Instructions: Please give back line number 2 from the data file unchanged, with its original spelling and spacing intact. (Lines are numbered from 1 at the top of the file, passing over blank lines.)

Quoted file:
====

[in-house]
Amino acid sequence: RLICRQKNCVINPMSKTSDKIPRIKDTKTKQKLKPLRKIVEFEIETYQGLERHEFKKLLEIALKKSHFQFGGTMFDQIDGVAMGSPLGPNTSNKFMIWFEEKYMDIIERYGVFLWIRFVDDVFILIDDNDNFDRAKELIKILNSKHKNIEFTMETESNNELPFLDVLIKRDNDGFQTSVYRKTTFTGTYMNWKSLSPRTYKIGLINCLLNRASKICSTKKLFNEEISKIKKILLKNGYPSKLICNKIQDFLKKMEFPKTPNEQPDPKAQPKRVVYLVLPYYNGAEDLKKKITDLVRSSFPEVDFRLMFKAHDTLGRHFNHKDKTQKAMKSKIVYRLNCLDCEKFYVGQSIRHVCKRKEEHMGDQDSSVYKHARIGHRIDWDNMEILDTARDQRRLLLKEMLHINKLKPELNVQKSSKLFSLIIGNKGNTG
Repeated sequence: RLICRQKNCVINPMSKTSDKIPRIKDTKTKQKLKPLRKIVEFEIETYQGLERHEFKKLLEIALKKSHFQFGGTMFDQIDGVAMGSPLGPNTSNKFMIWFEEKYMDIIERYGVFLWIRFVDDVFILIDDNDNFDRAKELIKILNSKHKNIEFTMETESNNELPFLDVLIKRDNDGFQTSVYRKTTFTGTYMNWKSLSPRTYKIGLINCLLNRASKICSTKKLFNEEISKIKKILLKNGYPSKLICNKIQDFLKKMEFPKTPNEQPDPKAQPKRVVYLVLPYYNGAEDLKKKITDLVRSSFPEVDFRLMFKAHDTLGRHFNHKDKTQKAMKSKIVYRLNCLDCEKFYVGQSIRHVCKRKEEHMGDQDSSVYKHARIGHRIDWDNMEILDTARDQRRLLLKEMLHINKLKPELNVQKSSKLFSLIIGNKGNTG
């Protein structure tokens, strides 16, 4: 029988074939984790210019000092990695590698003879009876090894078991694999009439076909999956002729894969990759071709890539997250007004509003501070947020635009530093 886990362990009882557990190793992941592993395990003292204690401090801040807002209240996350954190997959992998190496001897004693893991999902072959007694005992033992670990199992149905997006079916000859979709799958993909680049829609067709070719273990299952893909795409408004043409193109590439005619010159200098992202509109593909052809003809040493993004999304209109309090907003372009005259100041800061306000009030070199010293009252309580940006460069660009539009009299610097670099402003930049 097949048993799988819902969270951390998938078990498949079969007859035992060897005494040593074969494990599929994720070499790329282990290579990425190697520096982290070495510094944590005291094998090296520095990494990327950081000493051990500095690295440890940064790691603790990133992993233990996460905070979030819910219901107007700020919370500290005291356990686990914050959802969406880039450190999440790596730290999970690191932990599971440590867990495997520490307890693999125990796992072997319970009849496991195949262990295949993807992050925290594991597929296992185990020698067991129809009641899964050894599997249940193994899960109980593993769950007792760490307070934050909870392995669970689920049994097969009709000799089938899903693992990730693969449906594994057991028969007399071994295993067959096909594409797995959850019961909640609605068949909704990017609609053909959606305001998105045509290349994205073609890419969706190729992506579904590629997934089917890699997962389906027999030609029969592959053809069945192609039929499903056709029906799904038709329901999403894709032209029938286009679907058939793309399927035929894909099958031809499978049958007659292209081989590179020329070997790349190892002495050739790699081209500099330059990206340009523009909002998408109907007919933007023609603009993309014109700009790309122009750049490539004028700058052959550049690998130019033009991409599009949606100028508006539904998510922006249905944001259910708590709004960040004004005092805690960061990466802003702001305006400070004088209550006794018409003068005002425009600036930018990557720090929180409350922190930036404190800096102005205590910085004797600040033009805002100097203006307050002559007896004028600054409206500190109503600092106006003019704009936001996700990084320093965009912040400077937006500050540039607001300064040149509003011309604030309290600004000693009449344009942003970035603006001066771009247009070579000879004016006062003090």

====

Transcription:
Amino acid sequence: RLICRQKNCVINPMSKTSDKIPRIKDTKTKQKLKPLRKIVEFEIETYQGLERHEFKKLLEIALKKSHFQFGGTMFDQIDGVAMGSPLGPNTSNKFMIWFEEKYMDIIERYGVFLWIRFVDDVFILIDDNDNFDRAKELIKILNSKHKNIEFTMETESNNELPFLDVLIKRDNDGFQTSVYRKTTFTGTYMNWKSLSPRTYKIGLINCLLNRASKICSTKKLFNEEISKIKKILLKNGYPSKLICNKIQDFLKKMEFPKTPNEQPDPKAQPKRVVYLVLPYYNGAEDLKKKITDLVRSSFPEVDFRLMFKAHDTLGRHFNHKDKTQKAMKSKIVYRLNCLDCEKFYVGQSIRHVCKRKEEHMGDQDSSVYKHARIGHRIDWDNMEILDTARDQRRLLLKEMLHINKLKPELNVQKSSKLFSLIIGNKGNTG